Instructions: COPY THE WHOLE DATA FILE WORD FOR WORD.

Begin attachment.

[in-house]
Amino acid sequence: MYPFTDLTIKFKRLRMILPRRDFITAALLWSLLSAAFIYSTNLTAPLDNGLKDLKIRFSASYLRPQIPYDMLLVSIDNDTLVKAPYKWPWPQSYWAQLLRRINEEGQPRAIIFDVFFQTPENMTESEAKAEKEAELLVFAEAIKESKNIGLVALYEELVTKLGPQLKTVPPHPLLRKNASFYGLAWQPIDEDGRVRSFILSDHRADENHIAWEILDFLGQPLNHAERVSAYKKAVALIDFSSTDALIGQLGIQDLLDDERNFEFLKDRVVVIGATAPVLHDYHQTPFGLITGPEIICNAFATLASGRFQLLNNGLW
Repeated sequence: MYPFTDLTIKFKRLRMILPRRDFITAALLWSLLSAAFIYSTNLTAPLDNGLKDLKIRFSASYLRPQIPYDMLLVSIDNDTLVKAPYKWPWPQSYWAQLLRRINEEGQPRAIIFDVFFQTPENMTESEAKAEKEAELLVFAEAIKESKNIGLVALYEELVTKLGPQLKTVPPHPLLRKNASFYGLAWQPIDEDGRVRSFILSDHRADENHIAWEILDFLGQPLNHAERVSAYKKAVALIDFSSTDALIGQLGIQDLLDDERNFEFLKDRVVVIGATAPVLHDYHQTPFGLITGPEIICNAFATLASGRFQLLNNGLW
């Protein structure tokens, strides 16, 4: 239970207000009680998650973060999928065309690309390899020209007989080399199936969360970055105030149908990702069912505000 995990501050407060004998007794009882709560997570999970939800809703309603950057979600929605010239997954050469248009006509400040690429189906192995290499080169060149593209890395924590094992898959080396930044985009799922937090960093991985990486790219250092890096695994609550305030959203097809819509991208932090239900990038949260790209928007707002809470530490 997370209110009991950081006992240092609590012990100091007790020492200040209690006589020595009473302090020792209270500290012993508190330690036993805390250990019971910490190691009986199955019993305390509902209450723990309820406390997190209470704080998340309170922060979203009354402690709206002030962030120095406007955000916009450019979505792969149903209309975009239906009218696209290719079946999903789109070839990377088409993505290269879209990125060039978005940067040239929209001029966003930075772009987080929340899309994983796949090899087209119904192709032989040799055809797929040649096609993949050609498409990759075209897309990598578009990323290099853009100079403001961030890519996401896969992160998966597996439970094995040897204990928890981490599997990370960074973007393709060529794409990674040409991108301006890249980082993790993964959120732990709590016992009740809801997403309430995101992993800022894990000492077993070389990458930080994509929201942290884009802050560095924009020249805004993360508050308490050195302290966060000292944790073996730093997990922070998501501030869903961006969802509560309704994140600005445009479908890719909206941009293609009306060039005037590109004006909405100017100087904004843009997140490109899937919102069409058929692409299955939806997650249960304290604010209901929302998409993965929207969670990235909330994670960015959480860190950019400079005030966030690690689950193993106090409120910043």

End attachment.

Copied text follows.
[in-house]
Amino acid sequence: MYPFTDLTIKFKRLRMILPRRDFITAALLWSLLSAAFIYSTNLTAPLDNGLKDLKIRFSASYLRPQIPYDMLLVSIDNDTLVKAPYKWPWPQSYWAQLLRRINEEGQPRAIIFDVFFQTPENMTESEAKAEKEAELLVFAEAIKESKNIGLVALYEELVTKLGPQLKTVPPHPLLRKNASFYGLAWQPIDEDGRVRSFILSDHRADENHIAWEILDFLGQPLNHAERVSAYKKAVALIDFSSTDALIGQLGIQDLLDDERNFEFLKDRVVVIGATAPVLHDYHQTPFGLITGPEIICNAFATLASGRFQLLNNGLW
Repeated sequence: MYPFTDLTIKFKRLRMILPRRDFITAALLWSLLSAAFIYSTNLTAPLDNGLKDLKIRFSASYLRPQIPYDMLLVSIDNDTLVKAPYKWPWPQSYWAQLLRRINEEGQPRAIIFDVFFQTPENMTESEAKAEKEAELLVFAEAIKESKNIGLVALYEELVTKLGPQLKTVPPHPLLRKNASFYGLAWQPIDEDGRVRSFILSDHRADENHIAWEILDFLGQPLNHAERVSAYKKAVALIDFSSTDALIGQLGIQDLLDDERNFEFLKDRVVVIGATAPVLHDYHQTPFGLITGPEIICNAFATLASGRFQLLNNGLW
């Protein structure tokens, strides 16, 4: 239970207000009680998650973060999928065309690309390899020209007989080399199936969360970055105030149908990702069912505000 995990501050407060004998007794009882709560997570999970939800809703309603950057979600929605010239997954050469248009006509400040690429189906192995290499080169060149593209890395924590094992898959080396930044985009799922937090960093991985990486790219250092890096695994609550305030959203097809819509991208932090239900990038949260790209928007707002809470530490 997370209110009991950081006992240092609590012990100091007790020492200040209690006589020595009473302090020792209270500290012993508190330690036993805390250990019971910490190691009986199955019993305390509902209450723990309820406390997190209470704080998340309170922060979203009354402690709206002030962030120095406007955000916009450019979505792969149903209309975009239906009218696209290719079946999903789109070839990377088409993505290269879209990125060039978005940067040239929209001029966003930075772009987080929340899309994983796949090899087209119904192709032989040799055809797929040649096609993949050609498409990759075209897309990598578009990323290099853009100079403001961030890519996401896969992160998966597996439970094995040897204990928890981490599997990370960074973007393709060529794409990674040409991108301006890249980082993790993964959120732990709590016992009740809801997403309430995101992993800022894990000492077993070389990458930080994509929201942290884009802050560095924009020249805004993360508050308490050195302290966060000292944790073996730093997990922070998501501030869903961006969802509560309704994140600005445009479908890719909206941009293609009306060039005037590109004006909405100017100087904004843009997140490109899937919102069409058929692409299955939806997650249960304290604010209901929302998409993965929207969670990235909330994670960015959480860190950019400079005030966030690690689950193993106090409120910043």